Harwood Dust: provisional agreement by the Maltese presidency and the European Parliament
OFFICIAL PRESS OF THE COUNCIL: On 28 June 2017 the Maltese presidency and the European Parliament reached a provisional agreement on a new directive intended to help protect workers from exposure to carcinogens or mutagens in the workplace.By setting limits for carcinogens and mutagens this agreement helps tackling the primary cause of work-related deaths in the EU. The aim is to help save up to 100.000 lives over the next 50 years.
The main elements of the provisional agreement are the following:
Reprotoxic substances: the Commission will have to assess the possibility of including reprotoxic substances in the scope of the directive by the first quarter of 2019 at the latest, and may present a legislative proposal on the matter
Chromium VI: it was preliminary agreed to have an exposure limit value of 0,010 mg/m3 for a period of 5 years after the date of transposition, which limit will subsequently be lowered to 0,005 mg/m3. A derogation was introduced for welding and plasma cutting processes or similar work processes that generate fumes, with an exposure limit value of 0.025 mg/m3 for a period of 5 years after the transposition date, and 0,005 mg/m3 thereafter.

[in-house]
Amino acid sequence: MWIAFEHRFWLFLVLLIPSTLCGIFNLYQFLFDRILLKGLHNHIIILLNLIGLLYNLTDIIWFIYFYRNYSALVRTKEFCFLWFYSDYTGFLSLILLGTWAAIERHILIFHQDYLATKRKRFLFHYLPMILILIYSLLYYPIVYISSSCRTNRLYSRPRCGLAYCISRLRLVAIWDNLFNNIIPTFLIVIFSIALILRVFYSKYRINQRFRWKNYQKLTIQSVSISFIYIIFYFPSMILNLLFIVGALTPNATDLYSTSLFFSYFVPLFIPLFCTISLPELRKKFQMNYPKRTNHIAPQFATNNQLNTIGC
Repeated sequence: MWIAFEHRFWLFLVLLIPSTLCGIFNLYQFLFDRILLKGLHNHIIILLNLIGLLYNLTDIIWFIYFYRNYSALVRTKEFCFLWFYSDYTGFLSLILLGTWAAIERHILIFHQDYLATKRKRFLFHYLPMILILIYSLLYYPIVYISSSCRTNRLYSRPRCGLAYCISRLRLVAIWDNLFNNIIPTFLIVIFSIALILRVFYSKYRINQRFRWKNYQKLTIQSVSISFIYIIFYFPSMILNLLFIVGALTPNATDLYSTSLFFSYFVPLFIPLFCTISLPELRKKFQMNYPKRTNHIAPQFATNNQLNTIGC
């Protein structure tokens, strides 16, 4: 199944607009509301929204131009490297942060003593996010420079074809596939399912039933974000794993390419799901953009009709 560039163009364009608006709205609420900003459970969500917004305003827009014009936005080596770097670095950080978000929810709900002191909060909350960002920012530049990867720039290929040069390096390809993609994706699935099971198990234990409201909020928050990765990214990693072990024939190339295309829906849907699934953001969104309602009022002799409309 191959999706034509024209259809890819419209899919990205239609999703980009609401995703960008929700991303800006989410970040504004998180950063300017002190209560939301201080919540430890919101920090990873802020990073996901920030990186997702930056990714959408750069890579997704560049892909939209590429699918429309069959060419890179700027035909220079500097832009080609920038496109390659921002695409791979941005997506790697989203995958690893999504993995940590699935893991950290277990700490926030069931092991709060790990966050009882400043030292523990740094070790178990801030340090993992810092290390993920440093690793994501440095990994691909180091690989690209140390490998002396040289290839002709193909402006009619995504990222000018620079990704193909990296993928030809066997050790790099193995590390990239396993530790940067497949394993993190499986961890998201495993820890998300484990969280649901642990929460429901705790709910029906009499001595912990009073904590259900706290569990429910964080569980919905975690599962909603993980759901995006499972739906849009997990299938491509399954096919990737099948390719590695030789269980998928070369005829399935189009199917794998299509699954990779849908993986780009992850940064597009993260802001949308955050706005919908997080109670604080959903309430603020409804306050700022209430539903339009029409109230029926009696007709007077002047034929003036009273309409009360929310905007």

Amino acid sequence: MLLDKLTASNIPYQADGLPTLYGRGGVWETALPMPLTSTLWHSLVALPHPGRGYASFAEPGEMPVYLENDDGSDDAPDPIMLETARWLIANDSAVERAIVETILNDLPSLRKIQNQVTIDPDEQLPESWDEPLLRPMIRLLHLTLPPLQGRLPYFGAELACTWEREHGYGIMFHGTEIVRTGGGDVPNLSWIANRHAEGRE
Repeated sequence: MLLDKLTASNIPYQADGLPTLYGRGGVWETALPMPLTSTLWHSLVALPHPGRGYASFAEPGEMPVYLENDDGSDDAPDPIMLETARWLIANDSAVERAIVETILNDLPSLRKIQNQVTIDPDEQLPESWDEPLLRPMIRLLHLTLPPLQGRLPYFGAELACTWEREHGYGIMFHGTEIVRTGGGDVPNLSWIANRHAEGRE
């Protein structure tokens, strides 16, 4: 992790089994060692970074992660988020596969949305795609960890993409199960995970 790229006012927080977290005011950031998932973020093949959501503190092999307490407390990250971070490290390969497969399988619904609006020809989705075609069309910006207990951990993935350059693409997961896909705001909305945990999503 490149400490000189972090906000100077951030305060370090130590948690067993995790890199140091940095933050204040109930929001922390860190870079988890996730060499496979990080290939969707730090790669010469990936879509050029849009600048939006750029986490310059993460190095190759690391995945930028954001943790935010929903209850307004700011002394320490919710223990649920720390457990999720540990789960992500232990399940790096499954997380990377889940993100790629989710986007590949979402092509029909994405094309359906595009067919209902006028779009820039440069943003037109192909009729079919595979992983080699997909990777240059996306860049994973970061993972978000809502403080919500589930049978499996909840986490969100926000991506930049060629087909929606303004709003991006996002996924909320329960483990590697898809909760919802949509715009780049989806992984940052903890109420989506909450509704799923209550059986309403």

- Hardwood dust: The Council and the EP agreed on an exposure limit value of 3 mg/m3 for five years after the entry into force of the directive and thereafter to 2 mg/m3.
Respiratory crystalline silica dust: the Commission committed itself to evaluate the need to modify the limit value for respirable crystalline silica dust as part of the next evaluation of the implementation of the Directive.
Health surveillance: the doctor or authority responsible for the health surveillance of workers within member states may indicate that health surveillance must continue after the end of exposure for as long as they consider it necessary to safeguard the health of the worker concerned.
The directive proposes to set exposure limits for a further 11 carcinogens in addition to those covered by the existing 2004 directive. These are: respirable crystalline silica dust, 1,2-Epoxypropane, 1,3-Butadiene, 2-Nitropropane, acrylamide, certain chromium (VI) compounds, ethylene oxide, o-toluidine, refractory ceramic fibres, Bromoethylene and Hydrazine.
The directive also revises the limits for vinyl chloride monomer and hardwood dusts in the light of more recent scientific data.
There will be minimum requirements for eliminating and reducing all carcinogens and mutagens. Employers will also have to identify and assess risks to workers who are associated with exposure to specific carcinogens (and mutagens), and must prevent exposure where risks exist.